Q) Is sleep apnea dangerous?
Yes, definitely! Sleep apnea does more than cause annoying snoring and daytime fatigue. It can have dangerous effects, including an increased risk of high blood pressure, stroke, heart attack, and even death.
Q) I snore, but I don’t really feel like I show any other symptoms of sleep apnea. Could I still have it?
Anyone who snores should visit a doctor for an assessment. Dr. Gershberg can recommend a medical professional to diagnose your sleep apnea; contact us for more information about how you can explore the cause of your snoring problem.
Q) What causes snoring?
Snoring, just like sleep apnea, is caused by the collapse of soft tissues, which blocks your ability to breathe and causes vibrations that make the sound of snoring. Those who have especially large tonsils or tongues or who have a large amount of fat buildup in the throat will be at a higher risk of snoring, and the louder you snore, the higher your risk of snoring-related problems.
Q) I’ve tried CPAP, but I just can’t seem to wear it comfortably. What do you suggest?
While CPAP (Continuous Positive Airway Pressure) is often a very effective treatment for people suffering with sleep apnea, we also know that some patients find it difficult to wear the CPAP during sleep. If this describes you, we offer CPAP alternative intraoral devices that can open up the airway without the bulk or noise of CPAP. Some patients find it easier to sleep while wearing a CPAP alternative intraoral device. Contact us if you’ve been unable to successfully wear your CPAP during sleep; we can provide a different solution.
Q) Why Do I Snore When I Sleep?
During sleep the muscle tissue that causes snoring tends to relax. The deeper we fall asleep the more relaxed this tissue becomes. This relaxed tissue will begin to cover the airway and thus the snoring sound begins. By the time we start to snore, we are in a deep enough sleep not to hear the noise.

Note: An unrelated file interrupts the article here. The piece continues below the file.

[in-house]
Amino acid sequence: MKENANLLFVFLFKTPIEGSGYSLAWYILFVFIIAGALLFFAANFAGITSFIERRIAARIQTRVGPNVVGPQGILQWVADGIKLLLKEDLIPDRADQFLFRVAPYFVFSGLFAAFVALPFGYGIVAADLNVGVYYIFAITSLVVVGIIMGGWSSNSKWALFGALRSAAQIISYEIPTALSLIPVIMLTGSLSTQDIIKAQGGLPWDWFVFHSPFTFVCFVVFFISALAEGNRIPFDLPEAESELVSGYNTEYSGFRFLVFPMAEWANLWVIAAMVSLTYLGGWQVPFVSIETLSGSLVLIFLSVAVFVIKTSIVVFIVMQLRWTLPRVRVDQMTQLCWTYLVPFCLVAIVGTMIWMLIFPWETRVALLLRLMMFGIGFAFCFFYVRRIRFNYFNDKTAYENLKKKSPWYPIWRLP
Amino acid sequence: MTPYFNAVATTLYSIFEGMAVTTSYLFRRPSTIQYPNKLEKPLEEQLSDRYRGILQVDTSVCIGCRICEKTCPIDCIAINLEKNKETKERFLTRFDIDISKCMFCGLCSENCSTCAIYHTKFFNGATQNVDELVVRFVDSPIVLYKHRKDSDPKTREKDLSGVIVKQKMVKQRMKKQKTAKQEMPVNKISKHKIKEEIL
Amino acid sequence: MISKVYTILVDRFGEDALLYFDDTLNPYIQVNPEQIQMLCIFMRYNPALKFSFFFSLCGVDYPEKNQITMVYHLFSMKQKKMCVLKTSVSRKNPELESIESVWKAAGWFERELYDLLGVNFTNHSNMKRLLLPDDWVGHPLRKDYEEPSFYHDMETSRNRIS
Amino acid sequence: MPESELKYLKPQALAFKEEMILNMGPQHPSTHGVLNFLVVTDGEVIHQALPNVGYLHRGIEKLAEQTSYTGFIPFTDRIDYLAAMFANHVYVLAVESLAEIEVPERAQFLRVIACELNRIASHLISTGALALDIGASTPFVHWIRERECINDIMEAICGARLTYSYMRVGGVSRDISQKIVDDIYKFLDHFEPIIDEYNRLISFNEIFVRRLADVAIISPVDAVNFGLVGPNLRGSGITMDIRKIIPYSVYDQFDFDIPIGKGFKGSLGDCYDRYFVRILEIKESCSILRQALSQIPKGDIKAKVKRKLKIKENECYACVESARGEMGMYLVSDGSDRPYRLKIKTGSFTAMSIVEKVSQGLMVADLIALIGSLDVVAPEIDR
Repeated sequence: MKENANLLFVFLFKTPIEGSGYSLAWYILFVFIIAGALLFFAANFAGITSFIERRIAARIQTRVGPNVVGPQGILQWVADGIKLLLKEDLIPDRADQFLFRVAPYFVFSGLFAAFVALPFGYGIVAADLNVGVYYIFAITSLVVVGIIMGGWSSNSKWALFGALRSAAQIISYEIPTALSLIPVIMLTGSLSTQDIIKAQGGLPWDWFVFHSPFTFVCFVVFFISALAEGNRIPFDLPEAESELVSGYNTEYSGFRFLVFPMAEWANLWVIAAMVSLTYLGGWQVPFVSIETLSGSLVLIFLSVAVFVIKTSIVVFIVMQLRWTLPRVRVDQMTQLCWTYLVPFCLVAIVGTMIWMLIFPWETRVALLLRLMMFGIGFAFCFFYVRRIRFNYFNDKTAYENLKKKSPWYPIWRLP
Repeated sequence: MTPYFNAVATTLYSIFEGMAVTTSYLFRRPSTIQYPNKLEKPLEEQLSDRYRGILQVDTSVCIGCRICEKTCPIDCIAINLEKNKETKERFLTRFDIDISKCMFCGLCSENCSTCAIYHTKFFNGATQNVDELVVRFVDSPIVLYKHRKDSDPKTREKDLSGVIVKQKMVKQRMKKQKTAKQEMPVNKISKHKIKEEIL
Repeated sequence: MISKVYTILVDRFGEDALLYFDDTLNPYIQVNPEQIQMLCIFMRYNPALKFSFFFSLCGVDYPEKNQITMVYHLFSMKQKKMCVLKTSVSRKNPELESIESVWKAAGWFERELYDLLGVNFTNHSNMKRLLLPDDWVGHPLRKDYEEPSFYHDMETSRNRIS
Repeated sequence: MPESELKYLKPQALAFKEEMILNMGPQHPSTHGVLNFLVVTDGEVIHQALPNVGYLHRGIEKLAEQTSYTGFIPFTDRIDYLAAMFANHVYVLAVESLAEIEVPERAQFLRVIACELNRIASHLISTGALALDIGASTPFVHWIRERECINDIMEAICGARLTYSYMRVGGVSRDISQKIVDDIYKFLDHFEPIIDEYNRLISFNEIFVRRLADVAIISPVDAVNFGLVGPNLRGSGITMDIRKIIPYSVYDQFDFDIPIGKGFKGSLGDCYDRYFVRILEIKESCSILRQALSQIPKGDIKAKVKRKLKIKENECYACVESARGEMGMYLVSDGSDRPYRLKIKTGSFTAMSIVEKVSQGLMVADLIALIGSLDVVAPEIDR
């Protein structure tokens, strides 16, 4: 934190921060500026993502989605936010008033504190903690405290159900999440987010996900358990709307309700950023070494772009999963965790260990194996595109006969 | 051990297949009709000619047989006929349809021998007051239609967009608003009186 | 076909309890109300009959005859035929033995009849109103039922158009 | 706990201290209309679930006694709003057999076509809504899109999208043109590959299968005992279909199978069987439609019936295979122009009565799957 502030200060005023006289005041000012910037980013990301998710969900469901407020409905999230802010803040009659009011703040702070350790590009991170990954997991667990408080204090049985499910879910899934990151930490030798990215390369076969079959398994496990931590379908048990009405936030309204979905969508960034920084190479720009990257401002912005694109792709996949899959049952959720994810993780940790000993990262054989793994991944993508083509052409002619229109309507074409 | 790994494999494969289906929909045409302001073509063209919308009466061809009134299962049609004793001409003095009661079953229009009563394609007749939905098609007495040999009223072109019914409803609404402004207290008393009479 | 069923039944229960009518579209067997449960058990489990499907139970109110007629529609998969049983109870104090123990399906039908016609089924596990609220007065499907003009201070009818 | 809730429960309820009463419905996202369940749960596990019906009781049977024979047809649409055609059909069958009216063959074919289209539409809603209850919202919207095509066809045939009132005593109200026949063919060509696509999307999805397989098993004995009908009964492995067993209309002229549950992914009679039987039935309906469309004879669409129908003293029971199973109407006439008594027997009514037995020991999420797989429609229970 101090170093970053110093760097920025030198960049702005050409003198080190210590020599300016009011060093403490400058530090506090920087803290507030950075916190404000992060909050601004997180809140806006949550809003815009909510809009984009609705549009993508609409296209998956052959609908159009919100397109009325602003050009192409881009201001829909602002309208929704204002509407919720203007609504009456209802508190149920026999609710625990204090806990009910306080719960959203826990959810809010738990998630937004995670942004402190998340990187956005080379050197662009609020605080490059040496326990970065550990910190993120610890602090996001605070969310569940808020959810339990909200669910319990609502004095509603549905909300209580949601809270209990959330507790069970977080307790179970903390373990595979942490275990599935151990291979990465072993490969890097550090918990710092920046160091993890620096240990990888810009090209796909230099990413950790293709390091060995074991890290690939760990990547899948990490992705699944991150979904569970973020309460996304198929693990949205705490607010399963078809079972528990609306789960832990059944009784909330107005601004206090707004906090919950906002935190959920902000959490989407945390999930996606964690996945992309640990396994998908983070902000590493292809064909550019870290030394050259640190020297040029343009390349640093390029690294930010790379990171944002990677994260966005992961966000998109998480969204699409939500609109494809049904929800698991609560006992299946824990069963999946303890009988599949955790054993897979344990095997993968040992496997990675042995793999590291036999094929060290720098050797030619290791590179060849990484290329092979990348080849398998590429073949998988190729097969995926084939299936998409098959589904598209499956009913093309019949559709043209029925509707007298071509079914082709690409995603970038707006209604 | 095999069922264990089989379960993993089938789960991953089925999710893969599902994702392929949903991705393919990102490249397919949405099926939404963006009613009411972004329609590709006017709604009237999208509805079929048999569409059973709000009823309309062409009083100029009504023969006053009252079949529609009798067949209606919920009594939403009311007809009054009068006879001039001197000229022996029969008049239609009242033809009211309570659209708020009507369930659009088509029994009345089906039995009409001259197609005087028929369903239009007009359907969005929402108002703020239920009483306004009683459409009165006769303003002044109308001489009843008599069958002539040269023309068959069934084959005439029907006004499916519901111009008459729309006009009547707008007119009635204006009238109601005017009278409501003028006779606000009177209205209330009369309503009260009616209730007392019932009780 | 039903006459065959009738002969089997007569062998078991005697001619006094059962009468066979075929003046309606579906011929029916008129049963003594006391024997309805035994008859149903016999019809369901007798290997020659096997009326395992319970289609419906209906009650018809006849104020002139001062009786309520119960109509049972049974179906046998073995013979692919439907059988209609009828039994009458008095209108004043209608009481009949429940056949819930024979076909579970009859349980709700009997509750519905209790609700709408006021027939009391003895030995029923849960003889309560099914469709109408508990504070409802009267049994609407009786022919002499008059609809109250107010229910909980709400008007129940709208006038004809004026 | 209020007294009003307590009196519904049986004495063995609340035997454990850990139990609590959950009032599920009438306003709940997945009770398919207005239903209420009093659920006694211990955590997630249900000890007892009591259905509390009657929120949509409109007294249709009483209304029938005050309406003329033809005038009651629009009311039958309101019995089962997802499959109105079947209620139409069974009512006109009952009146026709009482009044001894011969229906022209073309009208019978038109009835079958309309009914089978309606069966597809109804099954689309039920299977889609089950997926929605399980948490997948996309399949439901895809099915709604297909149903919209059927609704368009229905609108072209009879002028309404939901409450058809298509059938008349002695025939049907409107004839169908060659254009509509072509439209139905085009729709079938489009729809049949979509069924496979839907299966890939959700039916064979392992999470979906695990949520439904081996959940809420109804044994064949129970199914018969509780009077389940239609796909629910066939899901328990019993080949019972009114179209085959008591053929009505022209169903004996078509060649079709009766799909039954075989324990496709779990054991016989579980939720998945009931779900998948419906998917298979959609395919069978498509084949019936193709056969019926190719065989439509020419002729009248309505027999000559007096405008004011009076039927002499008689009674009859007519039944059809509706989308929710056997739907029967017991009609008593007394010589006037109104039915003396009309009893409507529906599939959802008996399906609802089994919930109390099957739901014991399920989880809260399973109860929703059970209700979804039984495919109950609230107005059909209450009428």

Q) My Husband Stops Breathing During Sleep! Why Does This Happen?
This is extremely bad for your husband’s health. It is a symptom of sleep apena.
Q) What is Obstructive Sleep Apnea or OSA?
Obstructive Sleep Apnea (OSA) is a condition where the airway becomes covered, usually by the tongue, due to abnormal muscle relaxation of the tongue and surrounding muscles in the throat area. With the airway covered, a person does not breathe. Since no breathing is taking place, one’s oxygen level in their body drops and their heart rate increases. This lowered oxygen level is dangerous because it can cause a stroke or heart attack. The higher heart rate is dangerous because it can aggravate high blood pressure. In an attempt to breathe, a person either awakens or partially awakens gasping for breath. Since an individual is always awakening to catch their breath, they never get the deep restful sleep needed by the body.